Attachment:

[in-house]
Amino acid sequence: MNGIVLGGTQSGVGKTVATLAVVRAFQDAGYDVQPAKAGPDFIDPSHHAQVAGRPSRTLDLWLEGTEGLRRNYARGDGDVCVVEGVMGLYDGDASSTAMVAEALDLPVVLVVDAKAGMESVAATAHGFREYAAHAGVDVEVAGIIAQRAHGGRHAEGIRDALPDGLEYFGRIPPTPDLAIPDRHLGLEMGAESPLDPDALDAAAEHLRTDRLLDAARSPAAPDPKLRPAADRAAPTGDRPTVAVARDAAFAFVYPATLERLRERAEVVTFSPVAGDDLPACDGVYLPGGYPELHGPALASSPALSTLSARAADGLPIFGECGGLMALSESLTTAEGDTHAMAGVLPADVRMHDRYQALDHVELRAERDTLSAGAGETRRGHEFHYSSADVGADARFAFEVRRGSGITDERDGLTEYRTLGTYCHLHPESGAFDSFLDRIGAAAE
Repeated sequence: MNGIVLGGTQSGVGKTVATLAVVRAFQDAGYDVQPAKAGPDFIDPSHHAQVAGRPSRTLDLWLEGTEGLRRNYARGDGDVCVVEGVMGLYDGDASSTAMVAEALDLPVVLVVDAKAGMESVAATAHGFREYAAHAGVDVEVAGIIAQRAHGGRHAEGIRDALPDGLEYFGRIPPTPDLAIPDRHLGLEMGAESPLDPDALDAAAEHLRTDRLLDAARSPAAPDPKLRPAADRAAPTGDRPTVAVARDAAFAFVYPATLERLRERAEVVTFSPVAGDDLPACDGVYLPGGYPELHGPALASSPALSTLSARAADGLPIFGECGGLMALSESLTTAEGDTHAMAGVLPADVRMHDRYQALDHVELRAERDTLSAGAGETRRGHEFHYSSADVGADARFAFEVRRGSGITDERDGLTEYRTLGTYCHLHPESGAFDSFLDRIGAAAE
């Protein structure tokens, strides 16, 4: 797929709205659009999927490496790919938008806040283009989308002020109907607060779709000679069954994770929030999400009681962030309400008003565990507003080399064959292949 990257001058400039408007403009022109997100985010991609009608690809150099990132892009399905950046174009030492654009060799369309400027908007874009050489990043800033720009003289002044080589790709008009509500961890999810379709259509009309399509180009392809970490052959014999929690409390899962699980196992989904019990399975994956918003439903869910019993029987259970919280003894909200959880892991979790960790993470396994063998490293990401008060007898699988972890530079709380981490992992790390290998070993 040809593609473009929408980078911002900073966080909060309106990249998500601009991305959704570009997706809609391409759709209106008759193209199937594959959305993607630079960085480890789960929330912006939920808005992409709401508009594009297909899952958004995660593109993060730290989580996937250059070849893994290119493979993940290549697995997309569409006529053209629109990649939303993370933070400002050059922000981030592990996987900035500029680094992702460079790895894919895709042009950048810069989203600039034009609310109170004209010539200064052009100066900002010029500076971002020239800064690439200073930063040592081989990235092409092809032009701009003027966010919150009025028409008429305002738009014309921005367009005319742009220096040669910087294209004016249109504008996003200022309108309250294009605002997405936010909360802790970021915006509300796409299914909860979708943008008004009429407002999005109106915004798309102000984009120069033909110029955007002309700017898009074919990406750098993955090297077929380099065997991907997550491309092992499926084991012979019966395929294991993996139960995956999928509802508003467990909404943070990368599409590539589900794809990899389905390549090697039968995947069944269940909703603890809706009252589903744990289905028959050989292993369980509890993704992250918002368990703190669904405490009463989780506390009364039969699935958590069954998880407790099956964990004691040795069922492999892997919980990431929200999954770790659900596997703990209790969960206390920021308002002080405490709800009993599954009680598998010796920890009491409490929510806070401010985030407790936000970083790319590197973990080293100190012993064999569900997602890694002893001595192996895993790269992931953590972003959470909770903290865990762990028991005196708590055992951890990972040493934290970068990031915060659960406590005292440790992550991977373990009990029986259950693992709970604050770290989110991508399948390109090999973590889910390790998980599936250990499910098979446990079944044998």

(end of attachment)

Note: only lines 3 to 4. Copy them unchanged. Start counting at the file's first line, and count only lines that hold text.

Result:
Repeated sequence: MNGIVLGGTQSGVGKTVATLAVVRAFQDAGYDVQPAKAGPDFIDPSHHAQVAGRPSRTLDLWLEGTEGLRRNYARGDGDVCVVEGVMGLYDGDASSTAMVAEALDLPVVLVVDAKAGMESVAATAHGFREYAAHAGVDVEVAGIIAQRAHGGRHAEGIRDALPDGLEYFGRIPPTPDLAIPDRHLGLEMGAESPLDPDALDAAAEHLRTDRLLDAARSPAAPDPKLRPAADRAAPTGDRPTVAVARDAAFAFVYPATLERLRERAEVVTFSPVAGDDLPACDGVYLPGGYPELHGPALASSPALSTLSARAADGLPIFGECGGLMALSESLTTAEGDTHAMAGVLPADVRMHDRYQALDHVELRAERDTLSAGAGETRRGHEFHYSSADVGADARFAFEVRRGSGITDERDGLTEYRTLGTYCHLHPESGAFDSFLDRIGAAAE
């Protein structure tokens, strides 16, 4: 797929709205659009999927490496790919938008806040283009989308002020109907607060779709000679069954994770929030999400009681962030309400008003565990507003080399064959292949 990257001058400039408007403009022109997100985010991609009608690809150099990132892009399905950046174009030492654009060799369309400027908007874009050489990043800033720009003289002044080589790709008009509500961890999810379709259509009309399509180009392809970490052959014999929690409390899962699980196992989904019990399975994956918003439903869910019993029987259970919280003894909200959880892991979790960790993470396994063998490293990401008060007898699988972890530079709380981490992992790390290998070993 040809593609473009929408980078911002900073966080909060309106990249998500601009991305959704570009997706809609391409759709209106008759193209199937594959959305993607630079960085480890789960929330912006939920808005992409709401508009594009297909899952958004995660593109993060730290989580996937250059070849893994290119493979993940290549697995997309569409006529053209629109990649939303993370933070400002050059922000981030592990996987900035500029680094992702460079790895894919895709042009950048810069989203600039034009609310109170004209010539200064052009100066900002010029500076971002020239800064690439200073930063040592081989990235092409092809032009701009003027966010919150009025028409008429305002738009014309921005367009005319742009220096040669910087294209004016249109504008996003200022309108309250294009605002997405936010909360802790970021915006509300796409299914909860979708943008008004009429407002999005109106915004798309102000984009120069033909110029955007002309700017898009074919990406750098993955090297077929380099065997991907997550491309092992499926084991012979019966395929294991993996139960995956999928509802508003467990909404943070990368599409590539589900794809990899389905390549090697039968995947069944269940909703603890809706009252589903744990289905028959050989292993369980509890993704992250918002368990703190669904405490009463989780506390009364039969699935958590069954998880407790099956964990004691040795069922492999892997919980990431929200999954770790659900596997703990209790969960206390920021308002002080405490709800009993599954009680598998010796920890009491409490929510806070401010985030407790936000970083790319590197973990080293100190012993064999569900997602890694002893001595192996895993790269992931953590972003959470909770903290865990762990028991005196708590055992951890990972040493934290970068990031915060659960406590005292440790992550991977373990009990029986259950693992709970604050770290989110991508399948390109090999973590889910390790998980599936250990499910098979446990079944044998």